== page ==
New Zealand will take a serious look at joining Australia in taking court action against Japanese whaling in Antarctic waters following the collapse of international whaling talks.
The International Whaling Commission (IWC) meeting in Agadir, Morocco, went into closed door discussions soon after opening on Monday and it emerged overnight that those discussions between representatives from IWC member countries had collapsed.
It means whaling countries Japan, Norway and Iceland were likely to keep hunting whales as they always have, and that Japan could keep heading to the Antarctic to hunt whales for what it has always claimed is "scientific" research.
Foreign Minister Murray McCully said this afternoon discussions would now take place with Australian officials, and officials from other countries, about joining International Court of Justice proceedings to stop Japan whaling in the Antarctic.
Australia has already filed a lawsuit with the court in The Hague.
Mr McCully said the collapse of talks was disappointing but not unexpected and court action had now become a realistic prospect.
"It's more likely this week than it was a week ago, put it that way," he told NZPA. "But we'll go through a process of considering that now."
A decision would be within weeks rather than days, though careful consideration was needed before committing, as a court case could take a few years.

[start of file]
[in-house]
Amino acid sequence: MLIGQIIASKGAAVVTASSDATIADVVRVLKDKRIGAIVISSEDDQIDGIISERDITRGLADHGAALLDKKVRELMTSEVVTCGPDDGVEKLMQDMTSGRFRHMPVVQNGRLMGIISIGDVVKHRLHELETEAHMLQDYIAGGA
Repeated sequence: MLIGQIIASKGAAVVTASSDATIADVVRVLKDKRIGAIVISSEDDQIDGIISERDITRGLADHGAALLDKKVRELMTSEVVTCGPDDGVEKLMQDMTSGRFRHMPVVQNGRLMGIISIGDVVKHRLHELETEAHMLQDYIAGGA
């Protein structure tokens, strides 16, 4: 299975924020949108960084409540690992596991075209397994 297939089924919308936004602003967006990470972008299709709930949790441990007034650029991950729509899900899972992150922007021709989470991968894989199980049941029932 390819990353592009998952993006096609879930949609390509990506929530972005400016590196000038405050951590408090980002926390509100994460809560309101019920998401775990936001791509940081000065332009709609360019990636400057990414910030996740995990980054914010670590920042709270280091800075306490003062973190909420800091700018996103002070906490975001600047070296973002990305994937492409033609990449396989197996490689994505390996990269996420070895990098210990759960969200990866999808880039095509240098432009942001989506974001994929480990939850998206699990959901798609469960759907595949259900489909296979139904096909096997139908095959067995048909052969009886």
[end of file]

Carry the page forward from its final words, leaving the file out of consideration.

He said Japan came to the Agadir meeting to make concessions, "but they didn't take us much past the proposed contentious position of the chair and deputy chair that was released some months ago".
That proposal involved lifting a moratorium on whaling for 10 years but imposing controls on the limited whaling that would then be allowed.
"For us the next big challenge now is to ensure the break-down of the talks don't mean significant increases in whaling in the southern ocean and I'll be engaging urgently with the Japanese government on that matter," Mr McCully said.
Greenpeace New Zealand said it was important like-minded countries continued to work together to find a way to end commercial whaling.
"No government can walk away from the IWC meeting thinking they've done the right thing, as yet again nothing has happened. The status quo is not a step forward," said executive director Bunny McDiarmid.